Channel Pivoted by user type is another type of pivot table. To generate it, follow all but one of the earlier instructions. The only difference is that you need to choose ‘Channels’ from the ‘All Traffic’ drop down, rather than ‘Source/Medium’.
The data and insights you will receive are similar in a lot of ways to the previous pivot table. However, metrics are now displayed for marketing channels and not by source and medium. The important thing to note here is the difference between a channel and a source according to Google Analytics.
A channel, as per Analytics, is a grouping of several traffic sources from the same medium. For instance, Google Analytics refer to ‘Organic Search’ as a channel. That channel would include sources such as Google, Bing, and Yahoo. All of those sources would be classed as coming from the same medium ‘Organic’.
This pivot table provides you with clear insights regarding how your audience acts, and what is the most valuable audience, by the medium. You can use this information to develop your digital marketing strategy.
It’s important to keep a close watch on your Google Analytics accounts. Many site owners and professionals simply don’t have hours to spend poring over Analytics data. That’s where Intelligence Insights can help.
Intelligence Insights are insights into what you data means, generated by Google Analytics. They explain trends, changes, and opportunities that can impact your business. That might be an increase or decrease in average revenue, conversion rate or other factors. You can view Intelligence Insights by clicking the ‘Insights’ button found at the top right of a report.
Clicking the button opens a drop down list of the current insights generated by Google Analytics. Selecting any of the insights on the list will give you a more detailed breakdown of the data it’s drawn from. You can then assess and act upon this information to improve your site’s performance.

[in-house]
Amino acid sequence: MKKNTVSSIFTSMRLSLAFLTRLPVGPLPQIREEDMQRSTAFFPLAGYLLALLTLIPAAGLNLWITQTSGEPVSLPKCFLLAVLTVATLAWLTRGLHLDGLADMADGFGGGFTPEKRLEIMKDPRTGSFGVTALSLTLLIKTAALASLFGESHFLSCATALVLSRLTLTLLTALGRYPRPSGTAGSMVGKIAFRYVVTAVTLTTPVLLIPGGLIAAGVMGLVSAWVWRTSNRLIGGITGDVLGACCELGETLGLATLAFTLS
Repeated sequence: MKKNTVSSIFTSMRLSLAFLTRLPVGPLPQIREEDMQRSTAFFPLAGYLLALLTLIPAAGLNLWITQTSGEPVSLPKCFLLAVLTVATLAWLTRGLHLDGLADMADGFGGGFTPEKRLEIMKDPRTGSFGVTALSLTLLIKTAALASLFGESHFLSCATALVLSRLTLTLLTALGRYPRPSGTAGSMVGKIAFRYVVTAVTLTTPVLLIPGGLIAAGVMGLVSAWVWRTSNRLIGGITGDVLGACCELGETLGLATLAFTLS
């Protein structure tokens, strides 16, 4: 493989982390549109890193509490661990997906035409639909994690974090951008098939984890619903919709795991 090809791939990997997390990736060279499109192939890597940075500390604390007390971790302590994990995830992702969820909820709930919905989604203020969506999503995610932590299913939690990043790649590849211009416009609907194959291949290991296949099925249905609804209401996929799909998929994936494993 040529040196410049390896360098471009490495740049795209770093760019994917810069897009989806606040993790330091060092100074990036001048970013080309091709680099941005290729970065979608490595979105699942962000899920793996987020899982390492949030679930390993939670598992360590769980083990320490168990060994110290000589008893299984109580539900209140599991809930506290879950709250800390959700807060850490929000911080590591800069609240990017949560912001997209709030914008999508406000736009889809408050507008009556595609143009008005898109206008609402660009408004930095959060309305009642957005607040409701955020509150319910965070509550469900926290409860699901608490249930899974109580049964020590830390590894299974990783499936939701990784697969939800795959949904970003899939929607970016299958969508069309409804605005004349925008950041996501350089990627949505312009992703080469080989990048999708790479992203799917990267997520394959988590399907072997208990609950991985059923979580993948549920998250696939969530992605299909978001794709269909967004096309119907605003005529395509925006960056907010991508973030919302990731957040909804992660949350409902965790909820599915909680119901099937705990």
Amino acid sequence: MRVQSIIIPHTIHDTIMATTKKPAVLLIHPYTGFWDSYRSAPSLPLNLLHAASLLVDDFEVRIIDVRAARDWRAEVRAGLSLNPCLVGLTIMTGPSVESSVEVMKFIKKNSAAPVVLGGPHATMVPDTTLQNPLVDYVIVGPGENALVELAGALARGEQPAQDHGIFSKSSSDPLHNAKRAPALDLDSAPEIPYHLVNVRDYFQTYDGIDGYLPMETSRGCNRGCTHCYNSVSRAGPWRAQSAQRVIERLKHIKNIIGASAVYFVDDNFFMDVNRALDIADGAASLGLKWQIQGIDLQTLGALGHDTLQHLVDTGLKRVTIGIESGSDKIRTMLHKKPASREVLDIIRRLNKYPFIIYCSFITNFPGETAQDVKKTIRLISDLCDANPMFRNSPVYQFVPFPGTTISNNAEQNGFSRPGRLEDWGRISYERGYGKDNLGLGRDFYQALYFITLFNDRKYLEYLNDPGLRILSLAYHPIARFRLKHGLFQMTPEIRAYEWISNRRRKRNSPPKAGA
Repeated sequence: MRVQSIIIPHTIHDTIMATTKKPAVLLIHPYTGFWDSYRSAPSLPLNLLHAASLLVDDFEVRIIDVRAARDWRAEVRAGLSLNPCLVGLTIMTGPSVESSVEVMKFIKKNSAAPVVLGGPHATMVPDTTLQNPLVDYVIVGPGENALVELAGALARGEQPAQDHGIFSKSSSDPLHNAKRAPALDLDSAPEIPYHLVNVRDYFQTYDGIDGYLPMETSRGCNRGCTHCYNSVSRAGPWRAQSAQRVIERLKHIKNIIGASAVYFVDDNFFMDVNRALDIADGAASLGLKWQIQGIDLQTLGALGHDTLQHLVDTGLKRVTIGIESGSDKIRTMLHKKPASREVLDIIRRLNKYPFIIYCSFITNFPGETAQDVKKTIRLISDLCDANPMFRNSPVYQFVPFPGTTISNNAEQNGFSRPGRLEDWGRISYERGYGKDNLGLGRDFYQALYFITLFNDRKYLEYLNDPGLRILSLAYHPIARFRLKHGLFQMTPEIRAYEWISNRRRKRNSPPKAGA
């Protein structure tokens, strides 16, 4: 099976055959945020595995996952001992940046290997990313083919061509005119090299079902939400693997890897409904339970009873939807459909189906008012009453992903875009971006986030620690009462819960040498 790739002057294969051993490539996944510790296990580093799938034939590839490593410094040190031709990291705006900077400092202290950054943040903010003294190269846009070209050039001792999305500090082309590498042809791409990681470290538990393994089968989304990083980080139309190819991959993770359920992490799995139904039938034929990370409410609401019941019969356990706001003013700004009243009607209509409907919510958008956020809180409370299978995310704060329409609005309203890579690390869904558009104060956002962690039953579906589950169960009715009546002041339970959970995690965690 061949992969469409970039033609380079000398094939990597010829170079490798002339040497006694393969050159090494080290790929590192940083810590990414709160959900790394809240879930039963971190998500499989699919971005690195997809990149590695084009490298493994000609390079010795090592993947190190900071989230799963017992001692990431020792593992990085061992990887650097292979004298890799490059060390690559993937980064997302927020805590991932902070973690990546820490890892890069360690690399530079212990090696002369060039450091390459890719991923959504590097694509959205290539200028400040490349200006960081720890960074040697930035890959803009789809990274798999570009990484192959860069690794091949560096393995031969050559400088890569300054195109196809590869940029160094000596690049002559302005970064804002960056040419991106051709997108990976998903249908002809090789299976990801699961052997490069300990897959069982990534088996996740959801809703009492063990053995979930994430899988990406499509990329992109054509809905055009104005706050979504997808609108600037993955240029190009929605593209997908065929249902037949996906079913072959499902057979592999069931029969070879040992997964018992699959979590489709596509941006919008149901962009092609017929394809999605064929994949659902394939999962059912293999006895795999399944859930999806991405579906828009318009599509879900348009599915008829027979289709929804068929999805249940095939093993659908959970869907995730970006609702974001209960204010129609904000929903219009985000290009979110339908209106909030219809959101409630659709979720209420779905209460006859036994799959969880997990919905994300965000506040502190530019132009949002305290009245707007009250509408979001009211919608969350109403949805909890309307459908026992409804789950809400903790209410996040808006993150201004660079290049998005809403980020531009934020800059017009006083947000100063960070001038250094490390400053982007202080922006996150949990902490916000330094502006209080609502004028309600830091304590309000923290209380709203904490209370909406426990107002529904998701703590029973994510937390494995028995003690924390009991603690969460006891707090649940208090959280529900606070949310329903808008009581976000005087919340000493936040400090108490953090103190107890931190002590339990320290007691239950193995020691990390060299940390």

You can also choose to set Custom Alerts in Google Analytics. These are similar to Intelligence Insights, except that they are created and managed by you. You can choose your custom alerts to be triggered when specific things occur. For instance, the image below shows two examples of Custom Alerts. One is an alert to show that there has been a daily increase in 404 traffic to a site. The other has been created to report when average daily revenue for a site exceeds $499.
Setting up Custom Alerts is very straightforward. All you need do is follow these simple steps:
Custom alerts are a useful way of gaining insights when things you’re interested in, either positive or negative, are occurring on your website.
You may already know that Google Sheets has a very useful Google Analytics Add-on. It lets you create, manage and compare custom reports via an easy and more familiar interface. Getting the Analytics add-on for Google Sheets couldn’t be simpler:
The add-on can do more than just help you better organise your Analytics data. You can also use it to save time by automating the generation of Analytics reports. That’s possible thanks to the ability to set an auto-run for your reports.
The auto-run will generate Analytics reports in Google Sheets based on the most up-to-date data, as and when you desire. You can set it by following these steps:
Google Analytics Reports will provide you with a clear overview of what is happening on your website. You can run these reports as regularly as every hour if you wish to, but unless you are dealing with a site that has millions of visitors you’re probably better off running these reports once a week, once a fortnight, or once a month.
There are plenty of resources out there designed to help you save money using Google Analytics. An easy way to find these is by heading to the Google Analytics Solutions Gallery. A good initial dashboard to setup is the ‘Small Business Owner Dashboard’.
This dashboard is designed for small e-commerce businesses. It prioritises and displays reports and data that can help you save money or increase revenue. As its own description states, it takes a ‘bottom line approach to a dashboard’.
Using the dashboard makes it provides you with a host of Google Analytics data at your fingertips. The information is provided in a way that makes it easier for you to get insights into your business. You can then develop a marketing strategy that benefits your bottom line.